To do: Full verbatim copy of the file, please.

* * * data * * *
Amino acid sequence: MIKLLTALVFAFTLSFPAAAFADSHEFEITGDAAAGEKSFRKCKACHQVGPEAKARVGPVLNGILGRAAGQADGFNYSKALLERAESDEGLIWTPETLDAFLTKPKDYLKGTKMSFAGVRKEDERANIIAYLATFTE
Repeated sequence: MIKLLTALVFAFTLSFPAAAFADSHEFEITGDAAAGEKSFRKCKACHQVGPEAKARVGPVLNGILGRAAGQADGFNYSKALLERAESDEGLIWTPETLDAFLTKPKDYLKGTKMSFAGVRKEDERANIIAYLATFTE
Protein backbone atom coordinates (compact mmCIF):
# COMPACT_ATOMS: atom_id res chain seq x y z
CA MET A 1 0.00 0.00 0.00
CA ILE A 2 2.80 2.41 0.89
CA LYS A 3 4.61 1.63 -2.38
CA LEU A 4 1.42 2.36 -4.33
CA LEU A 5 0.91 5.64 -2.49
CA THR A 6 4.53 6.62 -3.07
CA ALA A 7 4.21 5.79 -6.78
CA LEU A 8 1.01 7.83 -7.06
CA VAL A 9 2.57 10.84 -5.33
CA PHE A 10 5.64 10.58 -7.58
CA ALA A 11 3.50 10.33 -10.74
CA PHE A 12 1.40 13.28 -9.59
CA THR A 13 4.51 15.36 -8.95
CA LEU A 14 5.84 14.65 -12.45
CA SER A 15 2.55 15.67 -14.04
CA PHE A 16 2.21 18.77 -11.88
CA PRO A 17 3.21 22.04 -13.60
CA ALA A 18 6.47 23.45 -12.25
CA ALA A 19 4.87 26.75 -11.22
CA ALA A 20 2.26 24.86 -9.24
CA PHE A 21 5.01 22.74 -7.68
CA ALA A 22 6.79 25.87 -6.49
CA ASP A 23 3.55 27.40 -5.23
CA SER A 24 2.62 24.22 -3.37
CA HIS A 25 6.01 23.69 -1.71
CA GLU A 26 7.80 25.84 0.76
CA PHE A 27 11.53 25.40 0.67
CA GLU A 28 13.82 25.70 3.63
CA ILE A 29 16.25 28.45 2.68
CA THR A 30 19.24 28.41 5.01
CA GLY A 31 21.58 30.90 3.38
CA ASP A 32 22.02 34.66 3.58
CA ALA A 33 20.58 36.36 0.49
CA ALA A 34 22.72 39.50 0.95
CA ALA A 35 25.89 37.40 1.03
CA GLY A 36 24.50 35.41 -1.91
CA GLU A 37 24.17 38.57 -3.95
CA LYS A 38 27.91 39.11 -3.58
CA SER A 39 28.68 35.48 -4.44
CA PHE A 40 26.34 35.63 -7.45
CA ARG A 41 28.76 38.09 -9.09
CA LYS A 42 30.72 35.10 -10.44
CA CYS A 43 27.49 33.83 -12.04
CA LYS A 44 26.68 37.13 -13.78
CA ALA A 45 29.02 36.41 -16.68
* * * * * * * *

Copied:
Amino acid sequence: MIKLLTALVFAFTLSFPAAAFADSHEFEITGDAAAGEKSFRKCKACHQVGPEAKARVGPVLNGILGRAAGQADGFNYSKALLERAESDEGLIWTPETLDAFLTKPKDYLKGTKMSFAGVRKEDERANIIAYLATFTE
Repeated sequence: MIKLLTALVFAFTLSFPAAAFADSHEFEITGDAAAGEKSFRKCKACHQVGPEAKARVGPVLNGILGRAAGQADGFNYSKALLERAESDEGLIWTPETLDAFLTKPKDYLKGTKMSFAGVRKEDERANIIAYLATFTE
Protein backbone atom coordinates (compact mmCIF):
# COMPACT_ATOMS: atom_id res chain seq x y z
CA MET A 1 0.00 0.00 0.00
CA ILE A 2 2.80 2.41 0.89
CA LYS A 3 4.61 1.63 -2.38
CA LEU A 4 1.42 2.36 -4.33
CA LEU A 5 0.91 5.64 -2.49
CA THR A 6 4.53 6.62 -3.07
CA ALA A 7 4.21 5.79 -6.78
CA LEU A 8 1.01 7.83 -7.06
CA VAL A 9 2.57 10.84 -5.33
CA PHE A 10 5.64 10.58 -7.58
CA ALA A 11 3.50 10.33 -10.74
CA PHE A 12 1.40 13.28 -9.59
CA THR A 13 4.51 15.36 -8.95
CA LEU A 14 5.84 14.65 -12.45
CA SER A 15 2.55 15.67 -14.04
CA PHE A 16 2.21 18.77 -11.88
CA PRO A 17 3.21 22.04 -13.60
CA ALA A 18 6.47 23.45 -12.25
CA ALA A 19 4.87 26.75 -11.22
CA ALA A 20 2.26 24.86 -9.24
CA PHE A 21 5.01 22.74 -7.68
CA ALA A 22 6.79 25.87 -6.49
CA ASP A 23 3.55 27.40 -5.23
CA SER A 24 2.62 24.22 -3.37
CA HIS A 25 6.01 23.69 -1.71
CA GLU A 26 7.80 25.84 0.76
CA PHE A 27 11.53 25.40 0.67
CA GLU A 28 13.82 25.70 3.63
CA ILE A 29 16.25 28.45 2.68
CA THR A 30 19.24 28.41 5.01
CA GLY A 31 21.58 30.90 3.38
CA ASP A 32 22.02 34.66 3.58
CA ALA A 33 20.58 36.36 0.49
CA ALA A 34 22.72 39.50 0.95
CA ALA A 35 25.89 37.40 1.03
CA GLY A 36 24.50 35.41 -1.91
CA GLU A 37 24.17 38.57 -3.95
CA LYS A 38 27.91 39.11 -3.58
CA SER A 39 28.68 35.48 -4.44
CA PHE A 40 26.34 35.63 -7.45
CA ARG A 41 28.76 38.09 -9.09
CA LYS A 42 30.72 35.10 -10.44
CA CYS A 43 27.49 33.83 -12.04
CA LYS A 44 26.68 37.13 -13.78
CA ALA A 45 29.02 36.41 -16.68